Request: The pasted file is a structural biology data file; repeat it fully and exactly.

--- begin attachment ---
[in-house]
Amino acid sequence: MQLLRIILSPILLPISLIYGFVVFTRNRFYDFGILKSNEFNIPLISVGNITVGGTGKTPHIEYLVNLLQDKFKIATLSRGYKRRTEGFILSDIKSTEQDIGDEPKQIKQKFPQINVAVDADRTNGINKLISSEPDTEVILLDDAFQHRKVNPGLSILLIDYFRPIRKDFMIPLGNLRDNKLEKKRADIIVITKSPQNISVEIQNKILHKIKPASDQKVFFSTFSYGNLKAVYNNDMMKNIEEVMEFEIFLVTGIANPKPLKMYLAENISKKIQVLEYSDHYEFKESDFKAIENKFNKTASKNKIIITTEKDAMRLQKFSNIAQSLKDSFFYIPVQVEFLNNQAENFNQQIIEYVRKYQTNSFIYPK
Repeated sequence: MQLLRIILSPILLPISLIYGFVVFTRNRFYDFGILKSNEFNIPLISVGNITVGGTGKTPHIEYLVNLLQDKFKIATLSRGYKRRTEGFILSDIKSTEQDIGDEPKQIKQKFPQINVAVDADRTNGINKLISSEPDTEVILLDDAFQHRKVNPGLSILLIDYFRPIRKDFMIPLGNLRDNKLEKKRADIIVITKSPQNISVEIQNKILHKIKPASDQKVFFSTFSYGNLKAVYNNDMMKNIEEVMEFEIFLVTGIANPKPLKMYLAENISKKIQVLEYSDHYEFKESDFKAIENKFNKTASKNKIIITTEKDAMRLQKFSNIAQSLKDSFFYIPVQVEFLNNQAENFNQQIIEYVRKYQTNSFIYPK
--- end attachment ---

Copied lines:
[in-house]
Amino acid sequence: MQLLRIILSPILLPISLIYGFVVFTRNRFYDFGILKSNEFNIPLISVGNITVGGTGKTPHIEYLVNLLQDKFKIATLSRGYKRRTEGFILSDIKSTEQDIGDEPKQIKQKFPQINVAVDADRTNGINKLISSEPDTEVILLDDAFQHRKVNPGLSILLIDYFRPIRKDFMIPLGNLRDNKLEKKRADIIVITKSPQNISVEIQNKILHKIKPASDQKVFFSTFSYGNLKAVYNNDMMKNIEEVMEFEIFLVTGIANPKPLKMYLAENISKKIQVLEYSDHYEFKESDFKAIENKFNKTASKNKIIITTEKDAMRLQKFSNIAQSLKDSFFYIPVQVEFLNNQAENFNQQIIEYVRKYQTNSFIYPK
Repeated sequence: MQLLRIILSPILLPISLIYGFVVFTRNRFYDFGILKSNEFNIPLISVGNITVGGTGKTPHIEYLVNLLQDKFKIATLSRGYKRRTEGFILSDIKSTEQDIGDEPKQIKQKFPQINVAVDADRTNGINKLISSEPDTEVILLDDAFQHRKVNPGLSILLIDYFRPIRKDFMIPLGNLRDNKLEKKRADIIVITKSPQNISVEIQNKILHKIKPASDQKVFFSTFSYGNLKAVYNNDMMKNIEEVMEFEIFLVTGIANPKPLKMYLAENISKKIQVLEYSDHYEFKESDFKAIENKFNKTASKNKIIITTEKDAMRLQKFSNIAQSLKDSFFYIPVQVEFLNNQAENFNQQIIEYVRKYQTNSFIYPK